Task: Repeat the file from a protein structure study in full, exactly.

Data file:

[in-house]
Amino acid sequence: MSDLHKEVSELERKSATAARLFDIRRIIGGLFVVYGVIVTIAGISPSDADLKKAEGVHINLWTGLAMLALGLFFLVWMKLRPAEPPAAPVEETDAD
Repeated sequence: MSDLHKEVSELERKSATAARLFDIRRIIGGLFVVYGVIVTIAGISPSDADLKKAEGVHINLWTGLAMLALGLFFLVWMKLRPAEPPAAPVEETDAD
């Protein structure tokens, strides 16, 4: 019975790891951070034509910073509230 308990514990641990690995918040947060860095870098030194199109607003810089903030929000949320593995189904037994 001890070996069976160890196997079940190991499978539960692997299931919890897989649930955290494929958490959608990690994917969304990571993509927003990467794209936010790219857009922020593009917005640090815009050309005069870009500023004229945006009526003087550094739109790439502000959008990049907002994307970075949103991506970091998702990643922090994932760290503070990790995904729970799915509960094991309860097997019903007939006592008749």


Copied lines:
[in-house]
Amino acid sequence: MSDLHKEVSELERKSATAARLFDIRRIIGGLFVVYGVIVTIAGISPSDADLKKAEGVHINLWTGLAMLALGLFFLVWMKLRPAEPPAAPVEETDAD
Repeated sequence: MSDLHKEVSELERKSATAARLFDIRRIIGGLFVVYGVIVTIAGISPSDADLKKAEGVHINLWTGLAMLALGLFFLVWMKLRPAEPPAAPVEETDAD
């Protein structure tokens, strides 16, 4: 019975790891951070034509910073509230 308990514990641990690995918040947060860095870098030194199109607003810089903030929000949320593995189904037994 001890070996069976160890196997079940190991499978539960692997299931919890897989649930955290494929958490959608990690994917969304990571993509927003990467794209936010790219857009922020593009917005640090815009050309005069870009500023004229945006009526003087550094739109790439502000959008990049907002994307970075949103991506970091998702990643922090994932760290503070990790995904729970799915509960094991309860097997019903007939006592008749």